The observed gateway effect of e-cigarette use among teens is “likely to be small,” with only a tiny proportion of experimental vapers going on to smoke regular cigarettes, suggests a piece of research published online in the journal Tobacco Control.
If anything, young vapers are less likely to go on to smoke regular cigarettes than their peers who try other tobacco products first, the findings indicate.
The potential gateway impact of e-cigarettes in teen smoking uptake has been hotly contested. Several studies have linked teen vaping to a heightened risk of smoking.
However, the research indicates that most of these studies have looked only at initial uptake, and not continued use. And for obvious reasons, no clinical trials can actually test whether e-cigarette use inevitably leads to smoking.
To try and produce a more nuanced analysis of the issues, the researchers compared first experimentation with different types of tobacco products among 40,000 US teens, using responses to the National Youth Tobacco Survey from 2014 to 2017.
The teens were asked if they had ever tried a cigarette, even if it was only a puff or two. Those who said yes, were classified as ever smokers; those who had smoked at least one cigarette in the past 30 days were also classified as ever smokers; while those who had smoked more than 100 cigarettes to date were classified as established smokers.
Teens in each of these groups who had tried e-cigarettes first were compared with those who had first used other combustible tobacco products, such as cigars, cigarillos, hookahs, or pipes, and those who had first used non-combustible tobacco products, such as snuff and chewing tobacco.
The three groups of smokers who had first tried e-cigarettes were then matched with teens with similar social, demographic, and behavioural characteristics, including vulnerability to taking up smoking, but who hadn’t tried e-cigarettes first.
This was done using a statistical technique called PSM, which simulates clinical trials and reduces the influence of other potentially important factors.
The most common ‘starter’ product was cigarettes, the findings showed, followed by other combustibles, e-cigarettes, and non-combustibles. This is despite e-cigarettes being more frequently used than any other product from 2015 onwards.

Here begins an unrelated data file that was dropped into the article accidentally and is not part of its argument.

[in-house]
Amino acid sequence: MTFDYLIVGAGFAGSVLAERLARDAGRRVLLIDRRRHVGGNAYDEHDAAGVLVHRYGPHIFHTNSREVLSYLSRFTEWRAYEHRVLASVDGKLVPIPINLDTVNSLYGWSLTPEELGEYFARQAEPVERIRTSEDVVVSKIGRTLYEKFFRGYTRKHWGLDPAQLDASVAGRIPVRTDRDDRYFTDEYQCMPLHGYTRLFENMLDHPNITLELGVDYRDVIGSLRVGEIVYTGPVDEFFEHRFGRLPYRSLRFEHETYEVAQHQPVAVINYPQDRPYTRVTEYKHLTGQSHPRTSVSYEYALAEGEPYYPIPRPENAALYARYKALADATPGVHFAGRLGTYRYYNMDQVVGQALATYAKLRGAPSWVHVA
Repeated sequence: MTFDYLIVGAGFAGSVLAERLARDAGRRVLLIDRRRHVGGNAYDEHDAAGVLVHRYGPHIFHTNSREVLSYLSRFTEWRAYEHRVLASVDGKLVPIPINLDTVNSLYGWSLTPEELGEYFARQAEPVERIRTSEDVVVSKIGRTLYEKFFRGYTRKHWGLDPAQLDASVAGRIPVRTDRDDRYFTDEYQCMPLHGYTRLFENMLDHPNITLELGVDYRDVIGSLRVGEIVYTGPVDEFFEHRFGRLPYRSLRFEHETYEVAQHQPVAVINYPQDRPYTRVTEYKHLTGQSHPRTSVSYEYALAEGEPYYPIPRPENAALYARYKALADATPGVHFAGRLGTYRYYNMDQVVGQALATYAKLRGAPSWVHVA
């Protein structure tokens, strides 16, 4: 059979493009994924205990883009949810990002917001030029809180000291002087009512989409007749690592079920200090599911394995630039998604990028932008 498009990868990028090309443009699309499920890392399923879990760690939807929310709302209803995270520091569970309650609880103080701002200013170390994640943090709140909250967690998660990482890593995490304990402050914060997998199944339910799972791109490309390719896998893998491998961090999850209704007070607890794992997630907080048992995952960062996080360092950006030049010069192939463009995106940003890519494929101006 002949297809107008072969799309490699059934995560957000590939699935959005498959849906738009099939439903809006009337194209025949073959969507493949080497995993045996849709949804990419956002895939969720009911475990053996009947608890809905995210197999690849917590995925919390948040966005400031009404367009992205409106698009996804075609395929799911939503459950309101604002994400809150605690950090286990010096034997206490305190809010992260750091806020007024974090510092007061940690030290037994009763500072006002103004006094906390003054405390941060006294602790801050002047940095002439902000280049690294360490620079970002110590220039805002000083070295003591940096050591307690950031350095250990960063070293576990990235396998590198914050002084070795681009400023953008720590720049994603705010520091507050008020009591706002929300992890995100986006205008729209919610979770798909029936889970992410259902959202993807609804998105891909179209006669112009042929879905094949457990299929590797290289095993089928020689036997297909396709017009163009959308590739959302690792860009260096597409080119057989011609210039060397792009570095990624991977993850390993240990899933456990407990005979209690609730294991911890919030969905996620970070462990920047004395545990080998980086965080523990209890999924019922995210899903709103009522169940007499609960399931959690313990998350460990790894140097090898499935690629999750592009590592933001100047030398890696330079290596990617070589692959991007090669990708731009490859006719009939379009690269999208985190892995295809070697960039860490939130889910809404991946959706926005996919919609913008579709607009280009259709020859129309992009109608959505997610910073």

Girls were less likely than boys to have tried any tobacco products, but, overall, the likelihood of experimentation rose with increasing age.
Compared with those who first used tobacco alternatives to cigarettes, those who first tried e-cigarettes were less likely to have ever smoked cigarettes.
Less than 1% of teens who tried e-cigarettes became established smokers, a proportion that was significantly smaller than any other category.
The conversion rate from ever to established smoking was much lower for teens who tried e-cigarettes first: 2.7%, compared to 9% for first time combustible product consumers and almost 16% for first time non-combustible product consumers. These findings were supported by the PSM analysis.
“The association of subsequent use of e-cigarettes was stronger for adolescents initiating with cigarettes than the association of subsequent cigarette smoking for e-cigarette initiators,” wrote the researchers.
“This underlines the fact that cigarettes act as a more prominent gateway for any product use,” they explained.
This is an observational study, and as such, does not establish causality; not all factors that might have potentially influenced the findings, such as behaviour and mental health issues, were accounted for.
Nevertheless, the findings of their analysis lead the researchers to conclude, “Over the time period considered, e-cigarettes were unlikely to have acted as an important gateway towards cigarette smoking, and may, in fact, have acted as a gateway away from smoking for vulnerable adolescents….The postulated gateway effect is likely to be small.”
According to a previous study published by researchers from the University of Pittsburgh, published in the American Journal of Medicine, young adults who use electronic cigarettes are more than four times as likely to begin smoking tobacco cigarettes within 18 months as their peers who do not vape.
The World Health Organization estimates that tobacco kills up to one half of its regular users via cardiovascular disease, lung and other cancers, and respiratory illnesses.
Another study published in Frontiers in Communication said that promotional vaping Instagram posts outnumber anti-vaping content 10,000 to 1.
Despite “The Real Cost” awareness campaign launched by the FDA in 2018, nearly one third of American teenagers are estimated to use e-cigarettes. The current study highlights the limited impact of the FDA campaign, while also using deep learning – an artificial intelligence method – to better understand the marketing tactics used by vaping companies.